While federal aviation regulators face mounting pressure to relax the ban on electronics use on commercial flights, passengers should not expect to use their cellphones anytime soon.
The reason is simple: Most fliers ó and the airlines they fly ó simply donít want the distraction.
Nearly 1,500 customers who responded to a Delta Air Lines survey expressed overwhelming support for the use of smartphones for text messaging and entertainment while in flight. But more than 60 percent of respondents held very negative or somewhat negative views about allowing phone calls or videoconferencing on board.
The findings led Delta to tell the Federal Aviation Administration that it recommends allowing passengers to use all smartphone functions while planes are on the ground, but only sound-free activities throughout the flight.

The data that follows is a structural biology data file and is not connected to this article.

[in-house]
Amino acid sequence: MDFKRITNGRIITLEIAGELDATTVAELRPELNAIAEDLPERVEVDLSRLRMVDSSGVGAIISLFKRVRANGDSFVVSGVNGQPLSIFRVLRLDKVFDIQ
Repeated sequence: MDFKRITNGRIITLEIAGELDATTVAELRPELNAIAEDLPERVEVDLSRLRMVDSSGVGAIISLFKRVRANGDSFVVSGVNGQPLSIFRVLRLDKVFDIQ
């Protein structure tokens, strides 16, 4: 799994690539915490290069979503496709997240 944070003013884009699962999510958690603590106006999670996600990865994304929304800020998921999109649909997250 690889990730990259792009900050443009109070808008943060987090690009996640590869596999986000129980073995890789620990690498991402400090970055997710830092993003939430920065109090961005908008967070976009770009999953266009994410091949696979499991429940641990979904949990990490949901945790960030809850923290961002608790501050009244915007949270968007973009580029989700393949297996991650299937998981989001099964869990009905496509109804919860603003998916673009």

Consumer comments collected by the FAA support that sentiment. While there was almost universal support for loosening the current restrictions on personal electronics use on aircraft, many respondents also expressed concern that allowing phone calls on flights could create more stress for passengers.
Outside the United States, the trend has been to allow expanded in-flight use of silent electronics while limiting the spread of voice communications. In Europe, the low-cost carrier Ryanair introduced voice cellphone service on a limited basis in 2006, but the program never produced enough return for the company to expand it.
Terri Henderson, 6, center, whose mother is El Salvador, attends a rally with members of Congress at Union Station's Columbus Circle to announce the Restore Opportunity, Strengthen, and Improve the Economy (ROSIE) Act on July 29, 2014. The legislation provides incentives for government contractors to pay a living wage and other benefits that would help low-income workers.